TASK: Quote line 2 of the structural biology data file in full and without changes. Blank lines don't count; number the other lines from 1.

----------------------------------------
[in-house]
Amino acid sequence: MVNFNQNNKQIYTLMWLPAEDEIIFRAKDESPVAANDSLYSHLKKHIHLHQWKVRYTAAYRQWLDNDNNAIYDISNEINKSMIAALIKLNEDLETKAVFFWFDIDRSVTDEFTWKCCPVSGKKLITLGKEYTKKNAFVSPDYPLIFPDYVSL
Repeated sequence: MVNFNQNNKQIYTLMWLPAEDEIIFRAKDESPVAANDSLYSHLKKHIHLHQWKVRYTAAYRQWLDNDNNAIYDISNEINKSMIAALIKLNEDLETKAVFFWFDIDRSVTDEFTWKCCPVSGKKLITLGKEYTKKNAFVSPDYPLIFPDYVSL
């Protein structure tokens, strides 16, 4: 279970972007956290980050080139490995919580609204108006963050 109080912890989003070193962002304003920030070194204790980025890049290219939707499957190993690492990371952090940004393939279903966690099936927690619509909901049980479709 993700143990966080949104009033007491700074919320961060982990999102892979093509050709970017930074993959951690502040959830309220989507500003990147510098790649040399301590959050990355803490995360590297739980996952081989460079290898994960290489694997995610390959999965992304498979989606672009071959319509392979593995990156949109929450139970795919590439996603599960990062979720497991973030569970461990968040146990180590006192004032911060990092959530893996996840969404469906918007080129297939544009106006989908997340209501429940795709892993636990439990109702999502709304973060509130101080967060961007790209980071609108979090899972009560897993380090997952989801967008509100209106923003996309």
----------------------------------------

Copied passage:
Amino acid sequence: MVNFNQNNKQIYTLMWLPAEDEIIFRAKDESPVAANDSLYSHLKKHIHLHQWKVRYTAAYRQWLDNDNNAIYDISNEINKSMIAALIKLNEDLETKAVFFWFDIDRSVTDEFTWKCCPVSGKKLITLGKEYTKKNAFVSPDYPLIFPDYVSL